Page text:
Tench-class submarine

Tench-class submarines were a type of submarine built for the United States Navy (USN) between 1944 and 1951. They were an improvement over the  Gato and  Balao classes, only about 35 to 40 tons larger, but more strongly built and with a slightly improved internal layout. One of the ballast tanks was converted to carry fuel, increasing range from 11,000 nautical miles to 16,000 nautical miles. This improvement was also made on some boats of the previous two classes. Further improvements were made beginning with SS-435, which are sometimes referred to as the Corsair class. Initial plans called for 80 to be built, but 51 were cancelled in 1944 and 1945 when it became apparent that they would not be needed to defeat Japan. The remaining 29 were commissioned between October 1944 (Tench) and February 1951 (Grenadier). The last submarine of the Tench class, as well as the last submarine which served during World War II, remaining in service with the U.S. Navy was USS Tigrone (AGSS-419) which was decommissioned on 27 June 1975.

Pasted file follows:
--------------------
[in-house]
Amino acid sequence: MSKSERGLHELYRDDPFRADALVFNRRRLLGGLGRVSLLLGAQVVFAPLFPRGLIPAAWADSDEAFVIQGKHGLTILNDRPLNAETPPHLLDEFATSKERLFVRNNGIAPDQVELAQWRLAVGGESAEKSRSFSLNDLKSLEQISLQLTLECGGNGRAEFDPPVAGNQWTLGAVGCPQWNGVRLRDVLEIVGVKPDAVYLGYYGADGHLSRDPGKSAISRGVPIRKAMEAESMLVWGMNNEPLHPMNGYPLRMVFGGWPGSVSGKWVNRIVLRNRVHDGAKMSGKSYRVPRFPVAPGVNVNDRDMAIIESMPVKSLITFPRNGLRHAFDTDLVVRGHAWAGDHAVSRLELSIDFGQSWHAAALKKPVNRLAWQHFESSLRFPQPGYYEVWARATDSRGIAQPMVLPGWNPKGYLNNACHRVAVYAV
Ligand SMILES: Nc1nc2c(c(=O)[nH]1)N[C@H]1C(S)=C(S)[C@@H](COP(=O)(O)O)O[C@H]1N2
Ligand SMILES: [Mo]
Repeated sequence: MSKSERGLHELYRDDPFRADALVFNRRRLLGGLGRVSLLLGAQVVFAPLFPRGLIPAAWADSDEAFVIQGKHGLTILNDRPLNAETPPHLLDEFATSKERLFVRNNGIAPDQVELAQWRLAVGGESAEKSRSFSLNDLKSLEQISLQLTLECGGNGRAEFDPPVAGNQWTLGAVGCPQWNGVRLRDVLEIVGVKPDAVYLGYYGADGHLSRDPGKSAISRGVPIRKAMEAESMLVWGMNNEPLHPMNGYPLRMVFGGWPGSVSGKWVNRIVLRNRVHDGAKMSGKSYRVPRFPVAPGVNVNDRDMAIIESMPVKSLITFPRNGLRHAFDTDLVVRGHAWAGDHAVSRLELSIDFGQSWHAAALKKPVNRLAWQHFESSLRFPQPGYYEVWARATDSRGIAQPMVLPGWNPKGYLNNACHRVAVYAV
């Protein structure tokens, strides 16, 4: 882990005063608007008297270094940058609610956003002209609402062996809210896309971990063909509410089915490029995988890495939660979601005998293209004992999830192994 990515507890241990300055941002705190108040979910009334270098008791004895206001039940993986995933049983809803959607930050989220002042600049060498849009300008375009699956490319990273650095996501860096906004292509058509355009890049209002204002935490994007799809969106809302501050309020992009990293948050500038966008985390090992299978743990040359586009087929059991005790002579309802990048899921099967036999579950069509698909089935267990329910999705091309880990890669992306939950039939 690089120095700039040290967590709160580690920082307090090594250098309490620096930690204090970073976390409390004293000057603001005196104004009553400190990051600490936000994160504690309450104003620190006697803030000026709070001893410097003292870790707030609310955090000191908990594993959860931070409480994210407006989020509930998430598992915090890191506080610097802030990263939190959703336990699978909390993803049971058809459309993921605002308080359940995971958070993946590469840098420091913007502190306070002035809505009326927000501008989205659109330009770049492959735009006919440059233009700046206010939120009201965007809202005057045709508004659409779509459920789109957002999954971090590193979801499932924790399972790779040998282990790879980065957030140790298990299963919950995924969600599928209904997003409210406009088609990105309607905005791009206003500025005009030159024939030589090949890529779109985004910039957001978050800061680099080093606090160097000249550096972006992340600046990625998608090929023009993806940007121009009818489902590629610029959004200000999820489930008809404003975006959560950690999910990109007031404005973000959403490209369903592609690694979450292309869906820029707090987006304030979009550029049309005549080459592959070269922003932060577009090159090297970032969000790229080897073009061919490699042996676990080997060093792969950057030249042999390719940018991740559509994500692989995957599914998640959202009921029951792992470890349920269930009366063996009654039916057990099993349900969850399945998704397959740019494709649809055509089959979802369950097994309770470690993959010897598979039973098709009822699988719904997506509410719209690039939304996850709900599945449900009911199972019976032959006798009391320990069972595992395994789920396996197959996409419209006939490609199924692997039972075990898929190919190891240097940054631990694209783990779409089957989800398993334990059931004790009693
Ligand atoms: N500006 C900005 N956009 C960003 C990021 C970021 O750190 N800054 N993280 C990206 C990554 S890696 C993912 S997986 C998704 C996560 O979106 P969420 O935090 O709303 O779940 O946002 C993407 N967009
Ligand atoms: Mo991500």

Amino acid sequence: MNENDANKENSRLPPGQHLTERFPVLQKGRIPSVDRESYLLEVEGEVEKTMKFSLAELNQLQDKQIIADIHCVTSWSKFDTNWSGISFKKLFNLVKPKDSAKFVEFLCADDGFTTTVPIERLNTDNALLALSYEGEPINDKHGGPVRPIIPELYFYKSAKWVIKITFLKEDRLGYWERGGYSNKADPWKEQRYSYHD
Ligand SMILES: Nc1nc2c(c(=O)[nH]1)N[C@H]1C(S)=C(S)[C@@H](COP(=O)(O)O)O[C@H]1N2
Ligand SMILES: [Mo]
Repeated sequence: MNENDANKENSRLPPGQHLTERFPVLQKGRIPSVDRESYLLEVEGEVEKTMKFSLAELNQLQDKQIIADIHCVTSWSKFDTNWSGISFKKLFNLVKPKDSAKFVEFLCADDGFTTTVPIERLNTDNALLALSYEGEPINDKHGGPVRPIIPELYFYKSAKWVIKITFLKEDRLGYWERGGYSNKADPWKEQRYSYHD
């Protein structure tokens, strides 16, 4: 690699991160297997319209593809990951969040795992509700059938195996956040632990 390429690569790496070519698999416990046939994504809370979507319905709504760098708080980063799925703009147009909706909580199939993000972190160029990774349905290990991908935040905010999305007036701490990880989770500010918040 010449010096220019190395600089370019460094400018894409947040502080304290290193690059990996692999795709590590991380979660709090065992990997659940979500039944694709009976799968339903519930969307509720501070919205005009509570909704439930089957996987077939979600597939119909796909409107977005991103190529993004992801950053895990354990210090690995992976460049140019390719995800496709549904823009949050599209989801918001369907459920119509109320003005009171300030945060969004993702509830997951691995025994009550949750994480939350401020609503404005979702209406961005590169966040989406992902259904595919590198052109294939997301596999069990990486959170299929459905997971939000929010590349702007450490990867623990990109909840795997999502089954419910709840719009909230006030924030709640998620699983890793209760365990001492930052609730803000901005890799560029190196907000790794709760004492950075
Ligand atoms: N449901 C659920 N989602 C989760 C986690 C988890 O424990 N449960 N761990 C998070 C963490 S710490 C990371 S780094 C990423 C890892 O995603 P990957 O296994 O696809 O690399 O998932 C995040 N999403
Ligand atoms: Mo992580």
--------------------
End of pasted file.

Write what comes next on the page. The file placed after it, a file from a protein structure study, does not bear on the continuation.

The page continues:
Tench-class submarines were a type of submarine built for the United States Navy (USN) between 1944 and 1951. They were an improvement over the Gato and Balao classes, only about 35 to 40 tons larger, but more strongly built and with a slightly improved internal layout. One of the ballast tanks was converted to carry fuel, increasing range from 11,000 nautical miles to 16,000 nautical miles. This improvement was also made on some boats of the previous two classes. Further improvements were made beginning with SS-435, which are sometimes referred to as the Corsair class. Initial plans called for 80 to be built, but 51 were cancelled in 1944 and 1945 when it became apparent that they would not be needed to defeat Japan. The remaining 29 were commissioned between October 1944 (Tench) and February 1951 (Grenadier). The last submarine of the Tench class, as well as the last submarine which served during World War II, remaining in service with the U.S. Navy was USS Tigrone (AGSS-419) which was decommissioned on 27 June 1975.
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